Dienstag, Dezember 26, 2006
What They Are Doing To Themselves...
Now this is interesting (HT: Blue Crab Boulevard...)
The last line is the telling one: to paraphrase, what the Iranians are doing to themselves is
much worse than anything we could do to them.
First: Iranian oil and the accompanying revenues will start to run out over the next several years, with a 10%-12% decline per annum, meaning, according to the link, that Iran will cease to be a significant oil producer by 2015.
Second: Iran is not investing in its oil industry, and as a matter of fact has a very lopsided economy. Oil revenues are 65% of the Iranian governement's revenues, which means that the non-oil economy can only support 35% of Iranian government spending. Heavy subsidies for many basics means that the Iranians are, fundamentally, eating their oil, or at least consuming it.
Third: this explains why the Iranians are so adamant about developing nuclear power. They are faced with the devil or the deep blue sea: either they drastically reduce their exports NOW in order to supply their own domestic demand in the future - which would be actually the economically sensible path - and then face massive popular protests when Iranians realize how fundamentally poor they are - subsidies prevent that from happening right now - or they have to have an alternative source of energy.
Doesn't mean that they aren't developing nuclear weapons, it's just that they are trying to finesse acquiring them as a neccessary part of their own development.
Iran is in many ways exemplary for the Arab world and its abject failure to modernize and to make their own futures: they have squandered their oil billions, either on populistic measures that buy temporary stability or on ambitious political and military projects that serve to stabilize the government control of the population.
There are some exceptions: some of the Gulf Emirates have built up significant infrastructure and world-wide holdings that can provide them with a more than comfortable income stream for the foreseeable future. These are small countries, though, with limited demographic problems. Countries like Iran don't have that option anymore. Their demography is working heavily against them, the same demographic development that they embarked on decades ago, aimed basically at increasing their populations such that they would have more than adequate number of soldiers to throw at Israel (this followed from some analysis I saw after Yom Kippur, that basically Egypt lost because they failed to field enough soldiers that would have kept the Israelis permanently on the defensive, unable to risk an attack because of the need to maintain the necessary reserves to counter all the forces fielded).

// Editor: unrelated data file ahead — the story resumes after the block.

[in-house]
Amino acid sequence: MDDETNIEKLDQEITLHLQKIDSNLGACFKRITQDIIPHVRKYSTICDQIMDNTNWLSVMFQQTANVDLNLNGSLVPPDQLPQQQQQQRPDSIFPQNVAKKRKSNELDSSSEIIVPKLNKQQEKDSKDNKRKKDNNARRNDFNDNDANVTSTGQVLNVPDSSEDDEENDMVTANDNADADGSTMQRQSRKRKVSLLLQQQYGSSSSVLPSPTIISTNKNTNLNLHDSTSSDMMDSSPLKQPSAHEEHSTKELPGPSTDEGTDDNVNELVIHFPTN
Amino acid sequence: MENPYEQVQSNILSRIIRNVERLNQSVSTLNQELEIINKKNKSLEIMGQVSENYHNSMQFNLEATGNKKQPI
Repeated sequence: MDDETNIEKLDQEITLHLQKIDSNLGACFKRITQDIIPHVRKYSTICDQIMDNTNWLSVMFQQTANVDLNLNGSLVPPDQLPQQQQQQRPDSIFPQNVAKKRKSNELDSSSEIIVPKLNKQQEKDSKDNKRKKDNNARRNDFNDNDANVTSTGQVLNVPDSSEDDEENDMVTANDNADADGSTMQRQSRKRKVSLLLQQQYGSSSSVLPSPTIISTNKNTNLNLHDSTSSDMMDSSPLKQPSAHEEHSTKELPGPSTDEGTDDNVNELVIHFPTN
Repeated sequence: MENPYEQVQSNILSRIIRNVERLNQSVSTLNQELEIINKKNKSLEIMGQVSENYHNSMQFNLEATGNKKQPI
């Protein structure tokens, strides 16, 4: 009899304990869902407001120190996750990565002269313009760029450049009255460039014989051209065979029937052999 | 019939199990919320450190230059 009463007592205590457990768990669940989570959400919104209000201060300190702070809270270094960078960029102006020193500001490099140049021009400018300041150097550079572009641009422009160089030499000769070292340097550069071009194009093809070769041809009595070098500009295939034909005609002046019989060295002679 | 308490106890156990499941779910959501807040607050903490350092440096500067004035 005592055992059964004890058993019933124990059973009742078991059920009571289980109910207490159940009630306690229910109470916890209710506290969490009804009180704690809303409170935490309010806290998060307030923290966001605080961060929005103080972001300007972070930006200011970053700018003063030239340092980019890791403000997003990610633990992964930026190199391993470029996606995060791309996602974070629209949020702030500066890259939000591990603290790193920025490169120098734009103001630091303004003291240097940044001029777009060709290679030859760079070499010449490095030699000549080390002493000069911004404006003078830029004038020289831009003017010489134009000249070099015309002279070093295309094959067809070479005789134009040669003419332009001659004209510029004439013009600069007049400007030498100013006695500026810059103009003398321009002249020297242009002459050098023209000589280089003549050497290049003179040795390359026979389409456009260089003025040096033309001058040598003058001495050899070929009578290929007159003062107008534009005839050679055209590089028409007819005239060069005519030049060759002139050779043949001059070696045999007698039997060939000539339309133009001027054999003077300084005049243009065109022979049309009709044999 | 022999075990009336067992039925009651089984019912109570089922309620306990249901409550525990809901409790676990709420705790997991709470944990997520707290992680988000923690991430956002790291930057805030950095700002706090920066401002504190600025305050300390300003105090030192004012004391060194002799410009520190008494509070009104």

But fundamentally the Arabs and Iran have squandered what should have been able to upgrade the economies of the area so as to provide an industrialized future.
It's intriguing to think that ultimately the Arabs and Iran invariably screw things up without the West having to do anything about them. I remember reading in the early 1980s about the Iraqi plans to establish their own aircraft industry, developing their own ground-attack aircraft and munitions, of using their oil monies to establish modern industries and develop their country. I remember reading, again in the 1980s, of the massive Iranian investments into engineering schools and technical academies in order to gain the critical mass that they needed to develop indigenous industries.
I don't think at all that their is something "wrong" with Iranians, with the Arabs. There isn't: you can see how many flourish and thrive in the West. But there is a fundamental charachter flaw in Arab, in Iranian culture: the apparent inability to maintain long-term commitments to change for the length of time needed to actually implement the changes. I put it down to the fatal flaw of these cultures. There is an inability of transformation, an inability to combine traditional ways with the demands of modern society.
It is the tragedy of the Iranian and Arab world that they have failed to understand - or have wilfully ignored, or willfully denied - that you cannot have long-term scientific development and the resulting improvement of living standards without coming to some sort of reconciliation with the past. For them, Islam is the core of life, the Koran is not merely their "bible", but rather the literal word of God and as such not subject to interpretation and "modern" rational analysis.
That is the tragedy of what they are doing to themselves. That is the greatest tragedy.
Unless, of course, they do build their own nuclear weapons and destroy Israel, with the resulting destruction of Arab and Iranian culture for generations to come in Israel's retaliation and vengeance strikes.
The question now? How to manage the coming collapse of the old-tier oil economies - not economies using oil, but rather the economies that depend on selling oil - while avoiding the human costs of general collapse in the Arab world and Iran. And while at the same time managing the transition from oil-based economies to ... something else.